In short, your committee finds that the right question is no longer "Should we promote bicycle use?" It is: "How should we structure our transportation system to optimize choice, efficiency and safety for all modes of transportation, including bicycling?" ..." maus/bikeportland

Do as you wish, but I think it's probably not smart to write off City Club lightly. 'Movers and Shakers' may in part, describe that Portland civic organization, but I think attendance and membership is fairly open...not like the town's exclusive athletic club, the MAC. It gets the city's, and many of the public's 'ear', because indications are, it's membership includes many very smart, well experienced, and industrious people that take their responsibility for the welfare of the city and its citizens very seriously. Over its many years of existence, of course, the civic organization has done some things that definitely has rubbed some people the wrong way.

I haven't read the study, but have read the bikeportland articles and some of the responding comments about it. From those articles, the study conclusions seem certainly questionable. In fairness though, I should read the study before saying much more about those conclusions.
wsbob is offline  
Old 06-01-13, 03:30 AM
  #13  
Bekologist
totally louche
 
Bekologist's Avatar
 
Join Date: Oct 2004
Location: A land that time forgot
Posts: 18,025

Bikes: the ever shifting stable loaded with comfortable road bikes and city and winter bikes

Mentioned: 0 Post(s)
Tagged: 0 Thread(s)
Quoted: 0 Post(s)
Likes: 0
Liked 3 Times in 3 Posts
Originally Posted by B. Carfree View Post
Be sure to send the memo to the Portland Bureau of Transportation so they can update their maps.

Please try to make your case without placing some hateful label on everyone who disagrees with you.
What, you mean you didn't get the memo?

It's been three years, dude.

Bekologist is offline  
Old 06-01-13, 03:33 AM
  #14  
Bekologist
totally louche
 
Bekologist's Avatar
 
Join Date: Oct 2004
Location: A land that time forgot
Posts: 18,025

Bikes: the ever shifting stable loaded with comfortable road bikes and city and winter bikes

Mentioned: 0 Post(s)
Tagged: 0 Thread(s)
Quoted: 0 Post(s)
Likes: 0
Liked 3 Times in 3 Posts
Originally Posted by wsbob View Post
I think "...cycling advocate group..." was spare_wheel, probably being sarcastic. Here's a link to an article titled "City Club Research Report Strongly Endorses Biking", that bikeportland published Wednesday the 29th: https://bikeportland.org/2013/05/29/c...icycling-87446

Prominent in that article is the following excerpt from the study:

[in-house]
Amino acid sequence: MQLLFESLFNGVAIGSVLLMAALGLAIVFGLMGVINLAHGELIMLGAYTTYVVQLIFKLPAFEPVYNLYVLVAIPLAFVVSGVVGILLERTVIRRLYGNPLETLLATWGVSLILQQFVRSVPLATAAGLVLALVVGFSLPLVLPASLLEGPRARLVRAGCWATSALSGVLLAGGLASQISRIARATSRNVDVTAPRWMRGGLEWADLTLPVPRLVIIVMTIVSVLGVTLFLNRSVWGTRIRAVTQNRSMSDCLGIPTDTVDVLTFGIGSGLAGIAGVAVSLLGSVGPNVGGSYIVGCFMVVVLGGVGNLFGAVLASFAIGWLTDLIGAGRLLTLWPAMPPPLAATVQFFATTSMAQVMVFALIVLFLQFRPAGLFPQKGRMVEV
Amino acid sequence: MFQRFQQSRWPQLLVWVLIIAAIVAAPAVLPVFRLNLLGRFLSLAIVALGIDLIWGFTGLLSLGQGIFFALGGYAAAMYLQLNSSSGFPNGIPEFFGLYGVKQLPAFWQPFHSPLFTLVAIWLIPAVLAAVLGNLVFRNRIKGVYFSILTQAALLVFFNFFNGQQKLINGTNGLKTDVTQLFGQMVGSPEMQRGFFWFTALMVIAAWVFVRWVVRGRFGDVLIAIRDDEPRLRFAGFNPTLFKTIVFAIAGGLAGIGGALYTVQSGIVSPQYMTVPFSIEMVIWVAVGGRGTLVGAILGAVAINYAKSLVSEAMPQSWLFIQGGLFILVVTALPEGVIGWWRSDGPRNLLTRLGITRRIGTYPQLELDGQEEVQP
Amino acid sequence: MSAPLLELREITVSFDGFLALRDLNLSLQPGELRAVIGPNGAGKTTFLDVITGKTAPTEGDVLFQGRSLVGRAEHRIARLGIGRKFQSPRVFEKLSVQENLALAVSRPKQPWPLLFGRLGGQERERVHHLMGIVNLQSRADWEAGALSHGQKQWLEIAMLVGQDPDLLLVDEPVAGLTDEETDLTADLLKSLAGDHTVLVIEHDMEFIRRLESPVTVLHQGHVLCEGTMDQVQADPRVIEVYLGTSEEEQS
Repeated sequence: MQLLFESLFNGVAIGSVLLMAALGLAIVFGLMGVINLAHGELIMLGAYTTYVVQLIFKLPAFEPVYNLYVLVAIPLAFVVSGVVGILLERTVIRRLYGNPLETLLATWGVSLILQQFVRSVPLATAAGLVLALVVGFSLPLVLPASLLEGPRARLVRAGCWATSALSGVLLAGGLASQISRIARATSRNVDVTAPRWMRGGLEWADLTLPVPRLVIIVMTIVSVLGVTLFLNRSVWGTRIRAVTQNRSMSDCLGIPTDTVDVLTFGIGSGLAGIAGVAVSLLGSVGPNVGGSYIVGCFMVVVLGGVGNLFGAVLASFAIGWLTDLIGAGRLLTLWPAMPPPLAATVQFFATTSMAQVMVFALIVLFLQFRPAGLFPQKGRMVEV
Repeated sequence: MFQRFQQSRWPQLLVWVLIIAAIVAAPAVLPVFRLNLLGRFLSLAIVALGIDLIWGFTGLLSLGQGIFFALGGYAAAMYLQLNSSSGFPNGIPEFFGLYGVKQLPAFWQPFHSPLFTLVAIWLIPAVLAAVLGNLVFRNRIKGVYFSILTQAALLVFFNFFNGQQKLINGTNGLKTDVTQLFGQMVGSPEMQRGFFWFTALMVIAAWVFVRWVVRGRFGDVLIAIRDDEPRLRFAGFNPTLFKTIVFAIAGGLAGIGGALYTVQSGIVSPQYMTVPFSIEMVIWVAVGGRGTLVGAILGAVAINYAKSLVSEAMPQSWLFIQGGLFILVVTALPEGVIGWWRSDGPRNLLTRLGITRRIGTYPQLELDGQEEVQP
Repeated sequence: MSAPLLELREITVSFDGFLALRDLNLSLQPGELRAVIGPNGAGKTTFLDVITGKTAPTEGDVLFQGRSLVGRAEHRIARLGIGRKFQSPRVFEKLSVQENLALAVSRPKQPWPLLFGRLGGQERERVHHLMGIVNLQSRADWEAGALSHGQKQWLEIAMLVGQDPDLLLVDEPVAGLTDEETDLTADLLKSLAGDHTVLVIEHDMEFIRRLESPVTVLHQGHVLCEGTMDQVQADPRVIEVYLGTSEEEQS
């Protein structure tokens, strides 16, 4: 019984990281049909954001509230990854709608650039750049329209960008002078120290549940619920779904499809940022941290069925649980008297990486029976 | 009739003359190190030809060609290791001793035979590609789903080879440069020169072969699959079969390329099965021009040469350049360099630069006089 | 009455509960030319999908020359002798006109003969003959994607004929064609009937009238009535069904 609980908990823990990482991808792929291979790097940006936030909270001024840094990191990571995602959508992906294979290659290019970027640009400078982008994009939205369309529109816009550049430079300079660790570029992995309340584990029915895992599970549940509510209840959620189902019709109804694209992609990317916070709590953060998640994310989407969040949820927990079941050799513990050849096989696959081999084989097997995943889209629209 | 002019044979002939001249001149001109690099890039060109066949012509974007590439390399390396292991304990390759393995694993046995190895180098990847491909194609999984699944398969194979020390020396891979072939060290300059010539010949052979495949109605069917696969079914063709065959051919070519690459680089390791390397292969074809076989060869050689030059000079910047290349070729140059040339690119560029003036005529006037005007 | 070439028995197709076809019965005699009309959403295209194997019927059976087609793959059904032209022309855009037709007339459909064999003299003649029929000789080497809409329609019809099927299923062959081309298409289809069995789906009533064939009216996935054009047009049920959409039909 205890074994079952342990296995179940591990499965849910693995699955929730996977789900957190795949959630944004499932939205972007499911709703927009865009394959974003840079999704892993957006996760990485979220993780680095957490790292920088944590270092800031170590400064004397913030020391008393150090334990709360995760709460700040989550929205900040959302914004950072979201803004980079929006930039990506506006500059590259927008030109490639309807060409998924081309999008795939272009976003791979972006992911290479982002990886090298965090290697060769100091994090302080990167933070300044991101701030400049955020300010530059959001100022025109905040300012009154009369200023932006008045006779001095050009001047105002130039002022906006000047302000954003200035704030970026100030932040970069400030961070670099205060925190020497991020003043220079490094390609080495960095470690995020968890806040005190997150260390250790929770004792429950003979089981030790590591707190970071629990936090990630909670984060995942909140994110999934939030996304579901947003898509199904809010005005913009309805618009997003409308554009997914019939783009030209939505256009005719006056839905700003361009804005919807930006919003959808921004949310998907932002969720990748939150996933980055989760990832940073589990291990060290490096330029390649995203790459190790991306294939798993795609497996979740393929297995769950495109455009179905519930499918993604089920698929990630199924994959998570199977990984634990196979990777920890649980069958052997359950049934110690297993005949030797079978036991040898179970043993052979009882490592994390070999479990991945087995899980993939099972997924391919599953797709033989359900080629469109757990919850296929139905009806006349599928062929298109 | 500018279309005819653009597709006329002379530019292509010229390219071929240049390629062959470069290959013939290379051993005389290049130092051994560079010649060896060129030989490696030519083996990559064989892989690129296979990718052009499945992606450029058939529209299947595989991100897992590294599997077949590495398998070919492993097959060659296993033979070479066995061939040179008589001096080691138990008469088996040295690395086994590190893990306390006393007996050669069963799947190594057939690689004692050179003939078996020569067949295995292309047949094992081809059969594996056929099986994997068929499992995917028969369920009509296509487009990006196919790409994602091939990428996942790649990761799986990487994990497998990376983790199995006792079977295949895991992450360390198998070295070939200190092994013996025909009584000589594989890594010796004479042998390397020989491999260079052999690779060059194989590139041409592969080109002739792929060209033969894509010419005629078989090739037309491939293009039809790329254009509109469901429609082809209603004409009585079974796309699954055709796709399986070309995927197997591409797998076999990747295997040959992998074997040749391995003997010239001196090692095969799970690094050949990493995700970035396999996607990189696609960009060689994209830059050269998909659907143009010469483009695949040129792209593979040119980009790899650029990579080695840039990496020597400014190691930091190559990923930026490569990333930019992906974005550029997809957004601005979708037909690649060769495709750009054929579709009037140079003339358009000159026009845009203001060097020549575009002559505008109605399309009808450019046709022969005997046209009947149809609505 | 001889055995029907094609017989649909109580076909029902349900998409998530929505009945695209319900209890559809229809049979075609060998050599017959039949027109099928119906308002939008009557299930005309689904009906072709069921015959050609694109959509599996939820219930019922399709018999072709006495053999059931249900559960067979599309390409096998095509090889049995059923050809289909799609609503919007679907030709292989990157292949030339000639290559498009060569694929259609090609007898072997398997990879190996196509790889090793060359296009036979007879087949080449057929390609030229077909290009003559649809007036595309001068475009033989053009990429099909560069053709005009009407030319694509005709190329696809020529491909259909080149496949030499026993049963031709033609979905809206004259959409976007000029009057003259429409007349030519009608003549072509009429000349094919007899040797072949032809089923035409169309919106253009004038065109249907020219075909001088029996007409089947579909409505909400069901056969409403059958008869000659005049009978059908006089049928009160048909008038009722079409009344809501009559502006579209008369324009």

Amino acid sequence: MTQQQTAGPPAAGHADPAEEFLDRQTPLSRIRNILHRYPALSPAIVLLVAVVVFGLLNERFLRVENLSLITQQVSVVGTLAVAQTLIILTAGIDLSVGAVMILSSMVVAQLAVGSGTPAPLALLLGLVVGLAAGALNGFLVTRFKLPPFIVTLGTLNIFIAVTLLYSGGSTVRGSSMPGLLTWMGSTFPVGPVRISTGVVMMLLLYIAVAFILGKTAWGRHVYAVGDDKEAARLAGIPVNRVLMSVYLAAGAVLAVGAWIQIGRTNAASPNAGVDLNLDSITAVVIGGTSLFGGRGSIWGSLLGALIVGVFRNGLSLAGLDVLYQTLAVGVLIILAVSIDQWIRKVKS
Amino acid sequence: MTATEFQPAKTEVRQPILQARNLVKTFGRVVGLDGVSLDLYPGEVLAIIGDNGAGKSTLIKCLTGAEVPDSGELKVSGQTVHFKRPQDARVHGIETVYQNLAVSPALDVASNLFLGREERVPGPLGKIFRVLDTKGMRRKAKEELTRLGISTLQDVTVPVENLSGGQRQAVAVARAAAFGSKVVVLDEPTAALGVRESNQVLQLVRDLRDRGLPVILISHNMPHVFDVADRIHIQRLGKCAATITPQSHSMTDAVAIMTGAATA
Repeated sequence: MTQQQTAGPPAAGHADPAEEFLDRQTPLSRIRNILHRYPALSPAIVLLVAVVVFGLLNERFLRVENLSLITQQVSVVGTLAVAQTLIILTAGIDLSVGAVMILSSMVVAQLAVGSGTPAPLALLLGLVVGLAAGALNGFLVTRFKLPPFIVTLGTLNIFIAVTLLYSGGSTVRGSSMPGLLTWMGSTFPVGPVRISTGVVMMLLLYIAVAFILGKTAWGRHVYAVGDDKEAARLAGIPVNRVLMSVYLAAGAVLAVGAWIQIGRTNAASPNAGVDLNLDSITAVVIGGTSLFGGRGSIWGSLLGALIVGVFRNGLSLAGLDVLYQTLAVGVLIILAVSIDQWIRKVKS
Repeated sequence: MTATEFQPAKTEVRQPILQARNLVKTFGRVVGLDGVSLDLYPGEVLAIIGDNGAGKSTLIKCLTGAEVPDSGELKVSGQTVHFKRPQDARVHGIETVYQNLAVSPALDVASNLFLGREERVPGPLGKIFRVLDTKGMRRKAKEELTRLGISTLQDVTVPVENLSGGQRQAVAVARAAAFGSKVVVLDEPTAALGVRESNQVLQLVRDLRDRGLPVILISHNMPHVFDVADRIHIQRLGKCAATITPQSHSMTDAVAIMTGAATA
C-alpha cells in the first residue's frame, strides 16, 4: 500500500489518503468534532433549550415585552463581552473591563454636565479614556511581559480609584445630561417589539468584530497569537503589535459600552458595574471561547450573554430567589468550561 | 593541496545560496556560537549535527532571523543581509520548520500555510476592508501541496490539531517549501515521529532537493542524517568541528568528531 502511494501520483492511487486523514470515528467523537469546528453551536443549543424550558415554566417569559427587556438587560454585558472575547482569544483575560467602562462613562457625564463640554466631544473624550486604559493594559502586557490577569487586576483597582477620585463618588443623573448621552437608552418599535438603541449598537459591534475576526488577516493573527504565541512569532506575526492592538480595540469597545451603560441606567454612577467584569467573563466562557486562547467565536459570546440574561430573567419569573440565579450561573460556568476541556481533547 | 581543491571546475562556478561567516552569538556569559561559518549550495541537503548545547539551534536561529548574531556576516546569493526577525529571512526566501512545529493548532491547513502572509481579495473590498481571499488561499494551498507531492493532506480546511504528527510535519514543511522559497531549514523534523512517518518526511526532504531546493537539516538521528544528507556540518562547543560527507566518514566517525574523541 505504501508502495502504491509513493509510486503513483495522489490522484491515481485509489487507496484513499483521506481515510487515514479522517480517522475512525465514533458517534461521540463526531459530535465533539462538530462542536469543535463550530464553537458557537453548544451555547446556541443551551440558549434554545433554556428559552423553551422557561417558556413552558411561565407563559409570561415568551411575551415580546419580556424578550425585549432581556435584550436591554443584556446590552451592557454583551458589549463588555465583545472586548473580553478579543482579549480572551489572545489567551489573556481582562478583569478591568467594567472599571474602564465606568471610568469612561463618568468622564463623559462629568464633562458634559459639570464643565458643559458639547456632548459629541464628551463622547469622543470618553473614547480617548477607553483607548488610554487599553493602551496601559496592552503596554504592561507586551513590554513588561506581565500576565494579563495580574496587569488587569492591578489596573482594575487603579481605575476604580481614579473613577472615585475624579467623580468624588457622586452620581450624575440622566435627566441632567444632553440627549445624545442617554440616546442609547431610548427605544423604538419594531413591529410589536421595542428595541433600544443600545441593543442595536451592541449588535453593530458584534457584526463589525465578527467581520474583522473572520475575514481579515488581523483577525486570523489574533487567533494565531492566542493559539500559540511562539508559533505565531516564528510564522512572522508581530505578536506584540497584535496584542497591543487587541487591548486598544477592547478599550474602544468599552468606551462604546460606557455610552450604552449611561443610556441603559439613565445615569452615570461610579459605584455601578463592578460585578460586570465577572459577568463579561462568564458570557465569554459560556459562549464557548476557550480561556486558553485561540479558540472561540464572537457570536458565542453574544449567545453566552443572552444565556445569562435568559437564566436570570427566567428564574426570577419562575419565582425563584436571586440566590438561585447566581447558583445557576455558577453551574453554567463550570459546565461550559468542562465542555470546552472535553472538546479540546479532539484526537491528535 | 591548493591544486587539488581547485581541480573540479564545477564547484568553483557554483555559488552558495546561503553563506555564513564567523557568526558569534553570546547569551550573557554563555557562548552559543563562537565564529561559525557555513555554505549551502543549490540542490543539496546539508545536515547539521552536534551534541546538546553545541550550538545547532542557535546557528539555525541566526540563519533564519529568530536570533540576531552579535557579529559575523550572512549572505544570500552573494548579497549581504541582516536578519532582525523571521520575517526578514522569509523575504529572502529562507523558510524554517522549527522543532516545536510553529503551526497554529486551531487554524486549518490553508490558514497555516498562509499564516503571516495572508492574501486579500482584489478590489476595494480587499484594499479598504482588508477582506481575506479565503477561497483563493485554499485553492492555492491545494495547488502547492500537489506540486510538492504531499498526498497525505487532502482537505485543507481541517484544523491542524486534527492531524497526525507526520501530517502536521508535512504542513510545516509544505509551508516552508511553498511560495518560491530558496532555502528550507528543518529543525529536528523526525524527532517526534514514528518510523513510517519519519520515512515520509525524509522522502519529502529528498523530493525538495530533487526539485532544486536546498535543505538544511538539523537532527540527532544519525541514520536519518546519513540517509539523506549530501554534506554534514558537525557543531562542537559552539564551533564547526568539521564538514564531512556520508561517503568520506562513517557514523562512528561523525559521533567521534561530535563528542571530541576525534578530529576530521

"...And, just as I suspected when I shared an update on this project earlier this month, the report is extremely favorable to bicycling. Here's an excerpt from the Executive Summary:

Your committee believes bicycling is an affordable and efficient means of transportation that is essential to continued growth in the local economy and overall quality of life for Portland residents.

In short, your committee finds that the right question is no longer "Should we promote bicycle use?" It is: "How should we structure our transportation system to optimize choice, efficiency and safety for all modes of transportation, including bicycling?" ..." maus/bikeportland

Do as you wish, but I think it's probably not smart to write off City Club lightly. 'Movers and Shakers' may in part, describe that Portland civic organization, but I think attendance and membership is fairly open...not like the town's exclusive athletic club, the MAC. It gets the city's, and many of the public's 'ear', because indications are, it's membership includes many very smart, well experienced, and industrious people that take their responsibility for the welfare of the city and its citizens very seriously. Over its many years of existence, of course, the civic organization has done some things that definitely has rubbed some people the wrong way.

I haven't read the study, but have read the bikeportland articles and some of the responding comments about it. From those articles, the study conclusions seem certainly questionable. In fairness though, I should read the study before saying much more about those conclusions.
Yeah, portland doesn't really sound like a city that's going to
ultimately lead to cyclists losing their rights to use public roads
People often resort to fearmongering, when the position has no merit. Like this:
Originally Posted by Original Post
Proof that some so-called cycling advocates in the USA are actively hostile to bike lane infrastructure
'actively hostile' ....goodness, what histrionics.

Last edited by Bekologist; 06-01-13 at 06:43 AM.